Gifts from the Edible Givens Kitchen



It's almost Christmas!  It's almost Christmas!  I love Christmas.  Jesus' birthday is the best one in history.  It's been really special this year going through Advent at church- first year I think I've done that.

If you're looking for some edible gift ideas, try these:


Chocolate Hazelnut Biscotti (pictured)
Lenox Almond Biscotti
Chocolate Truffle Cookies


Condensed Milk Fudge
Oreo Truffles
Buttermilk Fudge
Chocolate Orange Truffles (pictured)
Cake Balls


Salted Caramel Hot Chocolate Mix (pictured)- One of my favorite ideas on this list!
Cherry Almond Snack Mix
Chex Mix- can't go a Christmas without some of this!
Maple Pumpkin Butter - refrigeration required
Cinnamon Rolls

There are also several baked goods options- quick breads, muffins.  You can find those by clicking through the labels on the right hand side, breads/breakfast/good for gifts.

Merry Christmas, and maybe see you back here Monday or Tuesday for another idea!

Chocolate Hazelnut Biscotti


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Biscotti is so great with coffee...or tea, hot chocolate, or alone.  Homemade biscotti leaves store bought biscotti in the dust.  I've had this recipe for years, and I make it each year at Christmas to give as gifts and to enjoy some for myself.  It's delicious.  If you like Nutella, you will love this one for its nod to the hazelnut-chocolate combination.  I actually like giving biscotti more than other cookies/homemade candy because it's kind of unique.  It's twice baked, so it keeps longer than other candies and cookies.  That is, if it lasts that long, which in my house, it doesn't.

Shaping the "logs"

There are a couple steps involved in biscotti, but it's still easy.  Make this for yourself and the coffee lovers in your life!

Instead of makin' it rain...makin' it snow!

Chocolate Hazelnut Biscotti
courtesy of Food Network/ Gourmet Magazine, circa 2006

Makes approx 30 biscotti

2 cups all purpose flour
1/2 cup unsweetened cocoa powder
1 tsp. baking soda
1 tsp. salt
6 Tb (3/4 stick) unsalted butter, softened
1 cup granulated sugar
2 large eggs
1 cup blanched hazelnuts, coarsely chopped
3/4 cup semisweet chocolate chips
1 Tb. confectioner's sugar (optional)

Preheat the oven to 350 F and butter and flour a large baking sheet, or line a large baking sheet with parchment paper.

In a bowl, whisk together the flour, cocoa powder, baking soda, and salt.  In another bowl with an electric mixer, beat together butter and granulated sugar until light and fluffy.  Add eggs and beat until combined well.  Stir in flour mixture to form a stiff dough.  Stir in hazelnuts and chocolate chips.

On the baking sheet with floured hands, form dough into two slightly flattened logs, 12 inches long and 2 inches wide.  Sprinkle with confectioner's sugar, if using.  Bake logs for 35 minutes, or until they are slightly firm to the touch.  Remove from the oven and cool for 5 minutes.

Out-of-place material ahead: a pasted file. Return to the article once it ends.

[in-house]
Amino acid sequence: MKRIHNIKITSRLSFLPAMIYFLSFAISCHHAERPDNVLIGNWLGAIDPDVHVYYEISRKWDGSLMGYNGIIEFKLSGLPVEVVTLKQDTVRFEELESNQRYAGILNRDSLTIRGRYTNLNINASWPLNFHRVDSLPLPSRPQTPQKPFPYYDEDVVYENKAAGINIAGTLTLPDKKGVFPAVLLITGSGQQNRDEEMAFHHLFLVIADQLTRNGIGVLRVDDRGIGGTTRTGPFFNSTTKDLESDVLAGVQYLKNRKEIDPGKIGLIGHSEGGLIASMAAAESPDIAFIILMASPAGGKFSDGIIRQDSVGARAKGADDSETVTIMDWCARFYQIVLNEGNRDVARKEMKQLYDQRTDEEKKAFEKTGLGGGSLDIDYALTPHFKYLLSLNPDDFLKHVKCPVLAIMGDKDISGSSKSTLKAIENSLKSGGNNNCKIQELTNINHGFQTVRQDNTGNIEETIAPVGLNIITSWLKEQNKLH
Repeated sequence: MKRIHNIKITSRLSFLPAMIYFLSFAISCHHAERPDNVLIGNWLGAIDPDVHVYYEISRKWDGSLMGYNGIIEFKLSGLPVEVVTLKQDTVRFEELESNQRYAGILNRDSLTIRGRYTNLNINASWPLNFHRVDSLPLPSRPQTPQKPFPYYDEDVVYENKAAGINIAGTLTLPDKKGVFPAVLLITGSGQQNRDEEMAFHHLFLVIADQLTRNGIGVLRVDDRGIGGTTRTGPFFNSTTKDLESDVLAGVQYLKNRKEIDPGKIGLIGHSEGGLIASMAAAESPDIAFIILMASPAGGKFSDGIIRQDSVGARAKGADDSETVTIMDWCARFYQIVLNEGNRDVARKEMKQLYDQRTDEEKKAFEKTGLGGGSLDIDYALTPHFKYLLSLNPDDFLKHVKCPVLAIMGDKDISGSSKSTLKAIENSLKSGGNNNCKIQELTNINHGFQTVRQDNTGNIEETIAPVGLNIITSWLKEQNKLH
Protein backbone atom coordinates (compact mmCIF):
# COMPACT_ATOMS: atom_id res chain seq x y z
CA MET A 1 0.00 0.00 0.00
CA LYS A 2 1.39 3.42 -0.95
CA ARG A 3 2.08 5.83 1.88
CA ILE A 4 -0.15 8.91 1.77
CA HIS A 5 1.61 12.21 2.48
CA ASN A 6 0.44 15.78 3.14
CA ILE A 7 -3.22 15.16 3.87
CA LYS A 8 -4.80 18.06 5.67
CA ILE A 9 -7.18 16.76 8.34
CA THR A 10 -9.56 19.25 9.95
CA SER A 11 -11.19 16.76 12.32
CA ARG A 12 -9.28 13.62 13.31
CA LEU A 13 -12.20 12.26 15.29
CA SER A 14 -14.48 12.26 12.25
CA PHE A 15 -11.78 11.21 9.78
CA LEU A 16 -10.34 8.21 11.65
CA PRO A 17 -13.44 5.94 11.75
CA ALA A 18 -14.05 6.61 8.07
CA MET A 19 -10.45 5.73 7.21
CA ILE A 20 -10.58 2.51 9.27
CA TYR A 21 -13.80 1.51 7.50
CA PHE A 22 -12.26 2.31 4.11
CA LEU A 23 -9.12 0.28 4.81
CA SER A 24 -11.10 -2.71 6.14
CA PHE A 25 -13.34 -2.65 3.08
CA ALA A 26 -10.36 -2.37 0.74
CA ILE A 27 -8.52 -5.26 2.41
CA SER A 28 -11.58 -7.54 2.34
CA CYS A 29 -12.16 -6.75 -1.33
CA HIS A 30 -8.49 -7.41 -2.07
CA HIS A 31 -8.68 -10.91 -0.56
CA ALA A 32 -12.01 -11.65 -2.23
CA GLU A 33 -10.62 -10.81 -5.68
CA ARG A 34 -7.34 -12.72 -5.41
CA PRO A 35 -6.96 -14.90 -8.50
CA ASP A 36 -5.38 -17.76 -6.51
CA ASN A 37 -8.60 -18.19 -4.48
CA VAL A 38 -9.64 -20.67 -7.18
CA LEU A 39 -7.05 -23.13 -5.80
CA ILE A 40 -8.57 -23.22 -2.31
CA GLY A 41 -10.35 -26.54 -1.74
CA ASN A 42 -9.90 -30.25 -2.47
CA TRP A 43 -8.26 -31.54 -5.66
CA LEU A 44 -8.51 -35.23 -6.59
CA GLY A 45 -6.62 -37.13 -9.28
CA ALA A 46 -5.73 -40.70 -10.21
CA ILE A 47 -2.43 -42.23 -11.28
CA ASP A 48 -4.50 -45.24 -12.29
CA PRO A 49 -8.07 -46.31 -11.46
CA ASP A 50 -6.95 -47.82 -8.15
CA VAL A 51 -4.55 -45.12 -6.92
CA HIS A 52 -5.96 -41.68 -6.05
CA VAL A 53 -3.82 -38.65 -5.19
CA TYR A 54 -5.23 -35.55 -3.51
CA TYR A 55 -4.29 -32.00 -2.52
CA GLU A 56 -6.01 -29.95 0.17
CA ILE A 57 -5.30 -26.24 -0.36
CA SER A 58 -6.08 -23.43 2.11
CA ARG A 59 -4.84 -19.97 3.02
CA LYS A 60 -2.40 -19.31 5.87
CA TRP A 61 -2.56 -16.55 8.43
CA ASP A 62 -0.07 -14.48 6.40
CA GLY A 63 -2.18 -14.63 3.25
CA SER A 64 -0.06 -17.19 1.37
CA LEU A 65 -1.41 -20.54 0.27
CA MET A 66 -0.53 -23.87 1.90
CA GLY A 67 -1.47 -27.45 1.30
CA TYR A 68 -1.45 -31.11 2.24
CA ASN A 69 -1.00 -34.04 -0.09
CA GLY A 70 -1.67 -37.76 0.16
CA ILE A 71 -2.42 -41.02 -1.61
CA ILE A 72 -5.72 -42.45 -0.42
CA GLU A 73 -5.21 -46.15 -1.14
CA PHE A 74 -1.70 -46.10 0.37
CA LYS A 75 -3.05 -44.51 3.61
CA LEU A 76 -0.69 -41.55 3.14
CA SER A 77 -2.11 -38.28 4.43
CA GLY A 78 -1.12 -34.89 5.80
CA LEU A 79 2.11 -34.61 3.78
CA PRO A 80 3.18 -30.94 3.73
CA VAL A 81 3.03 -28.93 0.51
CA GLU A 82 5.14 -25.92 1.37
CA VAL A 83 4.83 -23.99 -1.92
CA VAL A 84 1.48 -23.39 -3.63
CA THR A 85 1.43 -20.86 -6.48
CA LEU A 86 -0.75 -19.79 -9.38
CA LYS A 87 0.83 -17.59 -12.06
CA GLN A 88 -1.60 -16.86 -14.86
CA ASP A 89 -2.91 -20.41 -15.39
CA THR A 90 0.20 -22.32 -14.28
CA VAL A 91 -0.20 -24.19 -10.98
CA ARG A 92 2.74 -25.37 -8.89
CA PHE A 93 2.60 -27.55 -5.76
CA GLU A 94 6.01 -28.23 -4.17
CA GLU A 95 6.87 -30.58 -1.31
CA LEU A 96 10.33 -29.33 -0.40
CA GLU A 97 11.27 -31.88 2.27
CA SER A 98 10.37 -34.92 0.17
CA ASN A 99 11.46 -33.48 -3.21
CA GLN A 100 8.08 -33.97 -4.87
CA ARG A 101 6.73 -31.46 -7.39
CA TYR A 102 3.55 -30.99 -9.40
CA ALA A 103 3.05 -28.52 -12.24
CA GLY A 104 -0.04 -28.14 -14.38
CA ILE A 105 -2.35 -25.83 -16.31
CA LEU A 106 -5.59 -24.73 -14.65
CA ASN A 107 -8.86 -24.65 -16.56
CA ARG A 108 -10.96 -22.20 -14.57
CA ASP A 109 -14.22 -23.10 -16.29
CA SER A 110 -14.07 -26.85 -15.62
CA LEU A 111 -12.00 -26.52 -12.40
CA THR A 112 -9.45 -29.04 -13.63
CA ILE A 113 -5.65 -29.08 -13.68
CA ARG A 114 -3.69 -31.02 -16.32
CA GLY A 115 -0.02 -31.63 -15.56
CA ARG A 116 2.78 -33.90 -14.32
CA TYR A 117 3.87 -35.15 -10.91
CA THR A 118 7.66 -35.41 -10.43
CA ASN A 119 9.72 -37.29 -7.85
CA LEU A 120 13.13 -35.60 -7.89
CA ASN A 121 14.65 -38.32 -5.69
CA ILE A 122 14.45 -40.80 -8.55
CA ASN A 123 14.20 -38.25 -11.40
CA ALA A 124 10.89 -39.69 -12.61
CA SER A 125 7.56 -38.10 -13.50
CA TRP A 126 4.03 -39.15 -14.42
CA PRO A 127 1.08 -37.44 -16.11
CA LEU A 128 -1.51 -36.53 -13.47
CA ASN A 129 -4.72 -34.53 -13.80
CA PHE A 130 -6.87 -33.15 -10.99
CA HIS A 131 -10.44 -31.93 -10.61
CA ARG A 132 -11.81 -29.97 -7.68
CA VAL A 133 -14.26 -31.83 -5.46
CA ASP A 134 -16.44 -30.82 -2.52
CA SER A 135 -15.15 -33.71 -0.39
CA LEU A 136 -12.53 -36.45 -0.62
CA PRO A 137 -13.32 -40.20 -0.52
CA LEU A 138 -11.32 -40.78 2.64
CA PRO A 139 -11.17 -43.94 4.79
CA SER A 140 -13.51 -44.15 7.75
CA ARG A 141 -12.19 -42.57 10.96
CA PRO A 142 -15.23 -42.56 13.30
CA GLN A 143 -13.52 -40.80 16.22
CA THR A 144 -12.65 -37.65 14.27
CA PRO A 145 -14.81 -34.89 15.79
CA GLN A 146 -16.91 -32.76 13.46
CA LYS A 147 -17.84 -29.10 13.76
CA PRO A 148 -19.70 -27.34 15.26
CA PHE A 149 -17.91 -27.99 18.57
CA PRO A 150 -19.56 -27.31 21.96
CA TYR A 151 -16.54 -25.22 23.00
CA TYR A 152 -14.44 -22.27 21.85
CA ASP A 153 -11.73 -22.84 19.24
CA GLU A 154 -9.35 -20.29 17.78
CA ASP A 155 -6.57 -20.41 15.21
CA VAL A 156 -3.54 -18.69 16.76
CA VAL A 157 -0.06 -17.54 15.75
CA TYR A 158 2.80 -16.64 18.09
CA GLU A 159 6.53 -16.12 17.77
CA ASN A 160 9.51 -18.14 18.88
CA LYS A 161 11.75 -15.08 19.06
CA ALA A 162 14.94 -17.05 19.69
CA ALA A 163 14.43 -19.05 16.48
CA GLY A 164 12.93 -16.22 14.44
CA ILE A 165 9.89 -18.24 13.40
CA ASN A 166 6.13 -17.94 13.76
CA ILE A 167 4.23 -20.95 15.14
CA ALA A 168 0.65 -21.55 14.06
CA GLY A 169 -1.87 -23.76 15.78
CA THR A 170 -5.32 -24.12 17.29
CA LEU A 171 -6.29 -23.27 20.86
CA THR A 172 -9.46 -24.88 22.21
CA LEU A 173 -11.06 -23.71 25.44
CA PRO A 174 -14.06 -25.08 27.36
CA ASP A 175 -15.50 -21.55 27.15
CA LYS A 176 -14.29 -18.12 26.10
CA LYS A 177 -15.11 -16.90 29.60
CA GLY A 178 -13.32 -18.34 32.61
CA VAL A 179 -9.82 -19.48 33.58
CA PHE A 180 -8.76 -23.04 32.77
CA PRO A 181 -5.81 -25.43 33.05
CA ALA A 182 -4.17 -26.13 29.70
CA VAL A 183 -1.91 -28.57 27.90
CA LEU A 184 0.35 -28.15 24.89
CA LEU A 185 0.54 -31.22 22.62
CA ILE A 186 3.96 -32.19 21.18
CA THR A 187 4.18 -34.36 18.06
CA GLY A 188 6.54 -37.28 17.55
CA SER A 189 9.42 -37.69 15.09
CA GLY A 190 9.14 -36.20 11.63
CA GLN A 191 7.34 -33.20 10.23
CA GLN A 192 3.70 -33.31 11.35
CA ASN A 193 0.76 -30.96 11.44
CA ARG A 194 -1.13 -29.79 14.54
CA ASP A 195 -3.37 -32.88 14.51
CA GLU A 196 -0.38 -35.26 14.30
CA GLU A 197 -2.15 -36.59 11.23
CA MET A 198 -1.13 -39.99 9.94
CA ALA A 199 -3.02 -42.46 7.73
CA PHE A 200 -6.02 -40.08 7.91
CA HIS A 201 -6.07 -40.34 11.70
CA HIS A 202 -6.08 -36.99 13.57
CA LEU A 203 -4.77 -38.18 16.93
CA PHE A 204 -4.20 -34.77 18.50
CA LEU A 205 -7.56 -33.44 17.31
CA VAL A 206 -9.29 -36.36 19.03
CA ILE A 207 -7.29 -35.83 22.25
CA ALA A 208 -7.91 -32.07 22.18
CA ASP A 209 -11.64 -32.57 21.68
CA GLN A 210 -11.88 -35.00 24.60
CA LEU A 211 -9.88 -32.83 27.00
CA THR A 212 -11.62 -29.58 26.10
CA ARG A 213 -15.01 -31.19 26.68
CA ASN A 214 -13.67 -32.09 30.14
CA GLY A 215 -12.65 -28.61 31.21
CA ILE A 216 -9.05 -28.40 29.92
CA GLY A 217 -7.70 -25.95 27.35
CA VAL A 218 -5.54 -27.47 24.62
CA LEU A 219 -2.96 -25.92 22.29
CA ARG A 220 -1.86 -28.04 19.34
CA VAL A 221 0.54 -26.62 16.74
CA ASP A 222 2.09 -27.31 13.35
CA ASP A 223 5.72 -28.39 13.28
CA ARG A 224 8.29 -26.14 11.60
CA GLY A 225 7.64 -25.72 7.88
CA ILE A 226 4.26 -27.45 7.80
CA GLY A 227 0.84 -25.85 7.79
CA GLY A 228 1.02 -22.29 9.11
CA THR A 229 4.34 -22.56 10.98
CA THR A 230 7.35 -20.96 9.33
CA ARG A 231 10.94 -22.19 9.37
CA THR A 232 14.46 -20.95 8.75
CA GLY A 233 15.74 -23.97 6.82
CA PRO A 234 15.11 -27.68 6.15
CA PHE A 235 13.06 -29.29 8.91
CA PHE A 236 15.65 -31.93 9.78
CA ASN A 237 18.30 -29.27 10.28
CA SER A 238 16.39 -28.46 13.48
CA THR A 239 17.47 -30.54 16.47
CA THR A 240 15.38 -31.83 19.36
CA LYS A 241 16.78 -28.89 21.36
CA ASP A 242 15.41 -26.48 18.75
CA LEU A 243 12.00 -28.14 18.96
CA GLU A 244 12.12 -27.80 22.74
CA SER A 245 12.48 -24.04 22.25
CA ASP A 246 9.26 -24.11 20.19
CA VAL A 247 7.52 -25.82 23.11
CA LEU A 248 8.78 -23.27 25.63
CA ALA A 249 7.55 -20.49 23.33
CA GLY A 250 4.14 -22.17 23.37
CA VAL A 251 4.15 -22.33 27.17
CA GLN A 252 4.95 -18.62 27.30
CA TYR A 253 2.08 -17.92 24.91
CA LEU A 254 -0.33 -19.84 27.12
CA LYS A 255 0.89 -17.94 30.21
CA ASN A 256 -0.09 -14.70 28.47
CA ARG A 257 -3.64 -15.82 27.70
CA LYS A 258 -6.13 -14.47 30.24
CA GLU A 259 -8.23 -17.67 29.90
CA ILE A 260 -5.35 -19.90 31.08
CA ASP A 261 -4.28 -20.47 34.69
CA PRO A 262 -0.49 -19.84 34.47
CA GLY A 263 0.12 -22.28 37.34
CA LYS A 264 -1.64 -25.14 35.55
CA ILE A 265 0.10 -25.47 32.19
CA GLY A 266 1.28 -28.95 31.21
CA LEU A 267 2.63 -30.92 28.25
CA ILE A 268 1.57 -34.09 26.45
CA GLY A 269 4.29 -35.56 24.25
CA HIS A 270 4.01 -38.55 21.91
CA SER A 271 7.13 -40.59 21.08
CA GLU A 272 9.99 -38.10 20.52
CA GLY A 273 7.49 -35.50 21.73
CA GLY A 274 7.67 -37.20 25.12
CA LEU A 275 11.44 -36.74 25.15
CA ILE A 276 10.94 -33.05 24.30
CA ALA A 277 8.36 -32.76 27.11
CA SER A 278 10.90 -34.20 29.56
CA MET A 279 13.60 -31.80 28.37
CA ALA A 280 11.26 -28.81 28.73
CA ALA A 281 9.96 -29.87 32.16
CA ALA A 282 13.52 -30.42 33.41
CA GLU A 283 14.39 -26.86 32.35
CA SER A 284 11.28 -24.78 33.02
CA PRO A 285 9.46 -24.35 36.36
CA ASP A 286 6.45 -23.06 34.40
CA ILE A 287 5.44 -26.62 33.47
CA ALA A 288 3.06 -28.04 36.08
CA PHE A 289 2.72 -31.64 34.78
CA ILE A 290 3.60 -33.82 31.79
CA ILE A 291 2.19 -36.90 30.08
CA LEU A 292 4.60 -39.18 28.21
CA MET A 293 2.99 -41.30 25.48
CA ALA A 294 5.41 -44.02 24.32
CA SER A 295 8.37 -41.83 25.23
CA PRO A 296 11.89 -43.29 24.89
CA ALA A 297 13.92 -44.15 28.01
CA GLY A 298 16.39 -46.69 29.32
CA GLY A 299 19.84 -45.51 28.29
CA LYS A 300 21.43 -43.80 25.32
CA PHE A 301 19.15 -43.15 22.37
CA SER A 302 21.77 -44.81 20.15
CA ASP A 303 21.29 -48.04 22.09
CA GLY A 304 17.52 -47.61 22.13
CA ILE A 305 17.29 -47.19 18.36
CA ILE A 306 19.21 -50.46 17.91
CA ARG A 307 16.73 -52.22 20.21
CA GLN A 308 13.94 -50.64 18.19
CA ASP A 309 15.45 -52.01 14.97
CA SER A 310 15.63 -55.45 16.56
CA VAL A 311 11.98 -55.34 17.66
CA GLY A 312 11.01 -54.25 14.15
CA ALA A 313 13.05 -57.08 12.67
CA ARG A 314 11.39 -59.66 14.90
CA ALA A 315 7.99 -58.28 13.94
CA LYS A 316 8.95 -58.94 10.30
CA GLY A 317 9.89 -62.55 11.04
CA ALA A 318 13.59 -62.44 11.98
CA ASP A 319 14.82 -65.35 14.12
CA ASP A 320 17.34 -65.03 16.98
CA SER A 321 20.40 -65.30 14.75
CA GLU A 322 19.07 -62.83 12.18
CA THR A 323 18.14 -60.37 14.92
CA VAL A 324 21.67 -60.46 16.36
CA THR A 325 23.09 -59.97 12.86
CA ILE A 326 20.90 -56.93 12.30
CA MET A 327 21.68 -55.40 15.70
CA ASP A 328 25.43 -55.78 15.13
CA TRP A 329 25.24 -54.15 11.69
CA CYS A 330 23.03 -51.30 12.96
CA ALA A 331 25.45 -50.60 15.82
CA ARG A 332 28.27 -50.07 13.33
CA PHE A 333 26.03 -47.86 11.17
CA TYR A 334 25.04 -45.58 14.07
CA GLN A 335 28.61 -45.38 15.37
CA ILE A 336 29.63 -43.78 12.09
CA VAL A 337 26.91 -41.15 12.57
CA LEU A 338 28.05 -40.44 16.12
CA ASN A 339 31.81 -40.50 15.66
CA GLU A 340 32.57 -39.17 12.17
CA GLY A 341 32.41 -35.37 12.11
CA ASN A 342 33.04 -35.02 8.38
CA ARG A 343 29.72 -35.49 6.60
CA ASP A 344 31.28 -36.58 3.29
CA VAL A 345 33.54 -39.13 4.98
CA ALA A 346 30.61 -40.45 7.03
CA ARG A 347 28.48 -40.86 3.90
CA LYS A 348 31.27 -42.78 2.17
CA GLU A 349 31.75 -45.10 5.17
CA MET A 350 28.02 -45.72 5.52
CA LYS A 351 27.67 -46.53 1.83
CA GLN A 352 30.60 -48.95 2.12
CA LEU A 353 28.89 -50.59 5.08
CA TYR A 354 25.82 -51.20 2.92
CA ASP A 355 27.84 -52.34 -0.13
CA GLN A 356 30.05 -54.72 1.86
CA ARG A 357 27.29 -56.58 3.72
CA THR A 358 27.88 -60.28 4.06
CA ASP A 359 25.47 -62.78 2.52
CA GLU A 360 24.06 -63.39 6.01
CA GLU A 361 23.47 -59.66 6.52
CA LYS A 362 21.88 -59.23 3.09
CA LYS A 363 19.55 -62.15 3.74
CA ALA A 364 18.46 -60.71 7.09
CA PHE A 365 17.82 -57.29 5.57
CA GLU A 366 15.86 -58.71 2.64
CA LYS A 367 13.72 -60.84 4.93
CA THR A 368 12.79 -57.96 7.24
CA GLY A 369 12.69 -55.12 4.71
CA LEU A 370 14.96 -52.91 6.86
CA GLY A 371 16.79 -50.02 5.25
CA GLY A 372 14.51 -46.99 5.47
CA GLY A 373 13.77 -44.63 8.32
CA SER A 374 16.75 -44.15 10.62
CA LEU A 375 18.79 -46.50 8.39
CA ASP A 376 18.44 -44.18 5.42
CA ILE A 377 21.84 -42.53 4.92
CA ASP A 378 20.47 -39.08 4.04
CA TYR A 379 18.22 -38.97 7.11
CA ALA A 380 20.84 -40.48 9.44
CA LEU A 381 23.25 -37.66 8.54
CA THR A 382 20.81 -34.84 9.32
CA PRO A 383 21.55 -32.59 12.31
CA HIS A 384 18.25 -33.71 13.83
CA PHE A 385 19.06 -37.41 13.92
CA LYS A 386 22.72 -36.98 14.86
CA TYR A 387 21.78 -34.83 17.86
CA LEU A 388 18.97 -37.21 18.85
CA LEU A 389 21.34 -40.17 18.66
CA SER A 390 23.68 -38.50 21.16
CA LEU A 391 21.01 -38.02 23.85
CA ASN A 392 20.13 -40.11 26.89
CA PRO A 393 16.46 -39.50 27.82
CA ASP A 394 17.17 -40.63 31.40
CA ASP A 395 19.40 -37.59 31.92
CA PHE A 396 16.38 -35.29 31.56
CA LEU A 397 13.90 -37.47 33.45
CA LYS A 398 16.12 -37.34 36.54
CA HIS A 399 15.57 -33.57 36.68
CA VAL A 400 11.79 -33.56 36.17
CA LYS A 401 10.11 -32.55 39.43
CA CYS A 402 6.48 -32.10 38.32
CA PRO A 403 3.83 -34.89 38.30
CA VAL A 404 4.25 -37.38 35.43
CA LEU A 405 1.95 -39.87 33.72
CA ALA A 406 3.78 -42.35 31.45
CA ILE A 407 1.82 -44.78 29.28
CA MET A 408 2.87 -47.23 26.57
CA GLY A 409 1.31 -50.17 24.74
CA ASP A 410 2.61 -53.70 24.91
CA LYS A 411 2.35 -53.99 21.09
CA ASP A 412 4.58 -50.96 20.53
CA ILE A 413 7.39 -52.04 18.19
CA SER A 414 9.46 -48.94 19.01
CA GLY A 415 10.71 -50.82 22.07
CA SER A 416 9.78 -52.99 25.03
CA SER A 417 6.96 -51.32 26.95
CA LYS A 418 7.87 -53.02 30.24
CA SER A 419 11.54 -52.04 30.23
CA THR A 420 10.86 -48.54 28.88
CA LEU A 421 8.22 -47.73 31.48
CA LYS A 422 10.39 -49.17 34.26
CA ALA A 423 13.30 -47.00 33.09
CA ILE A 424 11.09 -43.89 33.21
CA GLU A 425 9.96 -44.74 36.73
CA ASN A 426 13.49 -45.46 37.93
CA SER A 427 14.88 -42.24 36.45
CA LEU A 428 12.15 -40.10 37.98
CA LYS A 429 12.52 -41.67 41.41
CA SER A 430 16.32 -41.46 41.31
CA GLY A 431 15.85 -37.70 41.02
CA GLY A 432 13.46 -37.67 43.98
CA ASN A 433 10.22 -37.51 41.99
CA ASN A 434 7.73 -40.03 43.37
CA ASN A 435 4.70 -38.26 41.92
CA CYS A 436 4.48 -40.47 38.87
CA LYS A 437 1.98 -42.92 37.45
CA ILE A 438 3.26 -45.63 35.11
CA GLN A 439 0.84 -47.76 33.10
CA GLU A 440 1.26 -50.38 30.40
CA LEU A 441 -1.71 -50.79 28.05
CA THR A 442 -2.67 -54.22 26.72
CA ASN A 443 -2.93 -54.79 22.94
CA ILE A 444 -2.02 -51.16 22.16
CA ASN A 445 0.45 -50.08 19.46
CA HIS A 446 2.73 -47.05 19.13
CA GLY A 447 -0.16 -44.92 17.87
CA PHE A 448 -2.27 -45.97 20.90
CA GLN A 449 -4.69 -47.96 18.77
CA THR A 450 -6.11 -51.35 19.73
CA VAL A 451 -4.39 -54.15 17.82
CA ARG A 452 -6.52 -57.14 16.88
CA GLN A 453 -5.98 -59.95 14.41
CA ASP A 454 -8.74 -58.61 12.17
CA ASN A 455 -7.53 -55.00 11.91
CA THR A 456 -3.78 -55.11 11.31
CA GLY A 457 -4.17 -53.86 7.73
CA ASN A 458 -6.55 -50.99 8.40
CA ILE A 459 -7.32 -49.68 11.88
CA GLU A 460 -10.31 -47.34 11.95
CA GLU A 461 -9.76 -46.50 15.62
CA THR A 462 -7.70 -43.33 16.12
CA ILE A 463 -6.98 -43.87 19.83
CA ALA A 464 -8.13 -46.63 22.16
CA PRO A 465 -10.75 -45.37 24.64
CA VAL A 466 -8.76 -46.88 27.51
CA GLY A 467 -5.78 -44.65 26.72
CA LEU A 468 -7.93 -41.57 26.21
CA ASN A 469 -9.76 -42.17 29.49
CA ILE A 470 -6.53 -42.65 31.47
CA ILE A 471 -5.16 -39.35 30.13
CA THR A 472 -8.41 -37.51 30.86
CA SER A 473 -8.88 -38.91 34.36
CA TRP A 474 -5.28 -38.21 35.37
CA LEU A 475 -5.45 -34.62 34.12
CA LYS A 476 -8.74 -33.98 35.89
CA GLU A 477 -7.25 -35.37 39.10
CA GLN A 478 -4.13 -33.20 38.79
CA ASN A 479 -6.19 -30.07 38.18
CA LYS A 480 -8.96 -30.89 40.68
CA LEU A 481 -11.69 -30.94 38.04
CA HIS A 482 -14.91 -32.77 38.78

On a cutting board, cut biscotti diagonally into 3/4 inch slices.  Arrange the biscotti, cut sides down and up, back on the baking sheet, and bake until crisp, about 10 minutes.  Cool on a rack.

The biscotti will keep in an airtight container at room temperature 1 week and frozen up to a month.


  • I've made these with very few tweaks, but the one small tweak I know I've made is to not blanch the hazelnuts.  Do you know how much trouble it is to remove the husks off hazelnuts?  I prefer to save the time- I have made it both ways, and I can't tell a significant enough difference. 

Condensed Milk Fudge


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Between now and Christmas, I'll likely be just posting Christmas goodies- good for gifts, parties, or eating yourself...not that I'd know anything about that.

So this fudge isn't real fudge.  You don't need a candy thermometer or a perfect, sunny day for it to work out.  It is, however, quick and easy, and will set up on the rainiest of days, which is good, because the past two Christmases around here have not had the best weather surrounding them.  Most importantly, while the texture is a little different from true fudge, it's still very tasty, and nobody has refused it yet.

Drew's grandmother is one of those people who you find it difficult to buy gifts for, because she has no hobbies, every square inch of her house is packed with stuff, so there's not a lot of room for anything else.  She does, however, have a big sweet tooth, and loves fudge, and she does not care about the semantics of fudge.  I have made this for her pretty much every year since I've been part of the family, and she has come to expect it.  When she gets my gift of fudge she literally squeals with delight and promptly eats a piece and hides the rest behind her back so that no one else in the family can eat any.  It's pretty funny.

So without further adieu, from the Eagle Brand recipe collection, I give you their recipe for chocolate fudge.

Chocolate Fudge (Condensed Milk Fudge)
from Eagle Brand recipes

makes approx. 2 pounds of fudge

1 can condensed milk
18 oz (3 cups) semi-sweet chocolate chips
1 1/2 tsp. vanilla extract
Pinch of salt

Line an 8 or 9 inch square pan with foil, wax paper or parchment; set aside.

In a medium pot, combine the condensed milk, chocolate chips, and salt.  Melt over medium low to medium heat.  Once melted and smooth, remove from heat and stir in vanilla.  Pour and spread the mixture into a prepared pan to make an even layer.

Chill the fudge 2 hours or until firm.  Cut into bite sized squares.

Lasgna Soup


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Baby, it's cold outside!  Sorry for calling you baby.  When it's cold, about all I want to eat is soup (which, when I say soup, I mean soups, stews, and chilis).  They're just so good- warm, filling, diverse.  As I type this, it's chilly and rainy.  A perfect soup day.  I had chicken chili for lunch.